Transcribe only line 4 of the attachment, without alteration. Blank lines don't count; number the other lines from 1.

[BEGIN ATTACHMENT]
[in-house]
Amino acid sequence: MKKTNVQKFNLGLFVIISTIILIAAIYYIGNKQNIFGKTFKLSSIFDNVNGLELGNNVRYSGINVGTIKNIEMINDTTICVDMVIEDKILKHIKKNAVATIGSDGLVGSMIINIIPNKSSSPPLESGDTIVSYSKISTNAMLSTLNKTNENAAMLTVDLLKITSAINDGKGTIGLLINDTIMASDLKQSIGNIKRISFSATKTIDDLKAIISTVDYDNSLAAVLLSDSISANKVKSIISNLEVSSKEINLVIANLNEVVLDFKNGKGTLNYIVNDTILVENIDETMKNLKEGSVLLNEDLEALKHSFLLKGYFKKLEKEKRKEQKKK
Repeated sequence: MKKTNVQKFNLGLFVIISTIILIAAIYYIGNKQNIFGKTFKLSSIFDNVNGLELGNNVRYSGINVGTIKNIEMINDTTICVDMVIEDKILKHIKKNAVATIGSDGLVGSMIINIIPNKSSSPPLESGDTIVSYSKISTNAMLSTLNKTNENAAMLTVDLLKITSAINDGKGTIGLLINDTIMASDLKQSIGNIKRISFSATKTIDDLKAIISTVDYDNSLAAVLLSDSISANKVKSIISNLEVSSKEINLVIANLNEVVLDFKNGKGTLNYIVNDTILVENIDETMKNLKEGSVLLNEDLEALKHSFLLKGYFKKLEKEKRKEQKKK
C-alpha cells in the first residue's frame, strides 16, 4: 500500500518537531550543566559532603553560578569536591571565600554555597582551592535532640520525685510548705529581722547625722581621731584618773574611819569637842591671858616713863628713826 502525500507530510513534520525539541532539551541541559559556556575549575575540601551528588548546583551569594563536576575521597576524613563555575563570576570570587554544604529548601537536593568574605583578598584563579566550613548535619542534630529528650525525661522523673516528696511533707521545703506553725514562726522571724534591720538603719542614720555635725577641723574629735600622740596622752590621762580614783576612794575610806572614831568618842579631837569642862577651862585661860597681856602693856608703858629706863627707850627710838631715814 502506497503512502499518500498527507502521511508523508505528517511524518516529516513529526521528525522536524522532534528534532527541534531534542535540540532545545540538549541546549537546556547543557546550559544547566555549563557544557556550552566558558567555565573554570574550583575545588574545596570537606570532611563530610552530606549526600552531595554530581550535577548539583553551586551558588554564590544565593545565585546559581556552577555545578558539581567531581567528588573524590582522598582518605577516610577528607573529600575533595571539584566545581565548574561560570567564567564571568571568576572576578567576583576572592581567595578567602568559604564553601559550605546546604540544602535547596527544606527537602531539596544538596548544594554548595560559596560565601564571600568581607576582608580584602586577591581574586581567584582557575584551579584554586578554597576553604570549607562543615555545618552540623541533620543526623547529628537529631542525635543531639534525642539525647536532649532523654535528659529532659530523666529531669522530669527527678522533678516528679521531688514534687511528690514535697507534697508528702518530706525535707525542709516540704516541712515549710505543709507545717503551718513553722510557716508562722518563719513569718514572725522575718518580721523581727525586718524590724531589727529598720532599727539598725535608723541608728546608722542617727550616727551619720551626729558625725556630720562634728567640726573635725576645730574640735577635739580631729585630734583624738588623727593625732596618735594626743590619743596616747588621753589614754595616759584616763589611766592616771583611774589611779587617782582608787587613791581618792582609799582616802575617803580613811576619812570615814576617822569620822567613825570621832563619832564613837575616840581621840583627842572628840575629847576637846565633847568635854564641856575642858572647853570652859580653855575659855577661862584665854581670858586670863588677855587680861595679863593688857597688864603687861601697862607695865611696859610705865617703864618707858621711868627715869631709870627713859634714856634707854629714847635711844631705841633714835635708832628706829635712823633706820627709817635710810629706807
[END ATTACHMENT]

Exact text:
C-alpha cells in the first residue's frame, strides 16, 4: 500500500518537531550543566559532603553560578569536591571565600554555597582551592535532640520525685510548705529581722547625722581621731584618773574611819569637842591671858616713863628713826 502525500507530510513534520525539541532539551541541559559556556575549575575540601551528588548546583551569594563536576575521597576524613563555575563570576570570587554544604529548601537536593568574605583578598584563579566550613548535619542534630529528650525525661522523673516528696511533707521545703506553725514562726522571724534591720538603719542614720555635725577641723574629735600622740596622752590621762580614783576612794575610806572614831568618842579631837569642862577651862585661860597681856602693856608703858629706863627707850627710838631715814 502506497503512502499518500498527507502521511508523508505528517511524518516529516513529526521528525522536524522532534528534532527541534531534542535540540532545545540538549541546549537546556547543557546550559544547566555549563557544557556550552566558558567555565573554570574550583575545588574545596570537606570532611563530610552530606549526600552531595554530581550535577548539583553551586551558588554564590544565593545565585546559581556552577555545578558539581567531581567528588573524590582522598582518605577516610577528607573529600575533595571539584566545581565548574561560570567564567564571568571568576572576578567576583576572592581567595578567602568559604564553601559550605546546604540544602535547596527544606527537602531539596544538596548544594554548595560559596560565601564571600568581607576582608580584602586577591581574586581567584582557575584551579584554586578554597576553604570549607562543615555545618552540623541533620543526623547529628537529631542525635543531639534525642539525647536532649532523654535528659529532659530523666529531669522530669527527678522533678516528679521531688514534687511528690514535697507534697508528702518530706525535707525542709516540704516541712515549710505543709507545717503551718513553722510557716508562722518563719513569718514572725522575718518580721523581727525586718524590724531589727529598720532599727539598725535608723541608728546608722542617727550616727551619720551626729558625725556630720562634728567640726573635725576645730574640735577635739580631729585630734583624738588623727593625732596618735594626743590619743596616747588621753589614754595616759584616763589611766592616771583611774589611779587617782582608787587613791581618792582609799582616802575617803580613811576619812570615814576617822569620822567613825570621832563619832564613837575616840581621840583627842572628840575629847576637846565633847568635854564641856575642858572647853570652859580653855575659855577661862584665854581670858586670863588677855587680861595679863593688857597688864603687861601697862607695865611696859610705865617703864618707858621711868627715869631709870627713859634714856634707854629714847635711844631705841633714835635708832628706829635712823633706820627709817635710810629706807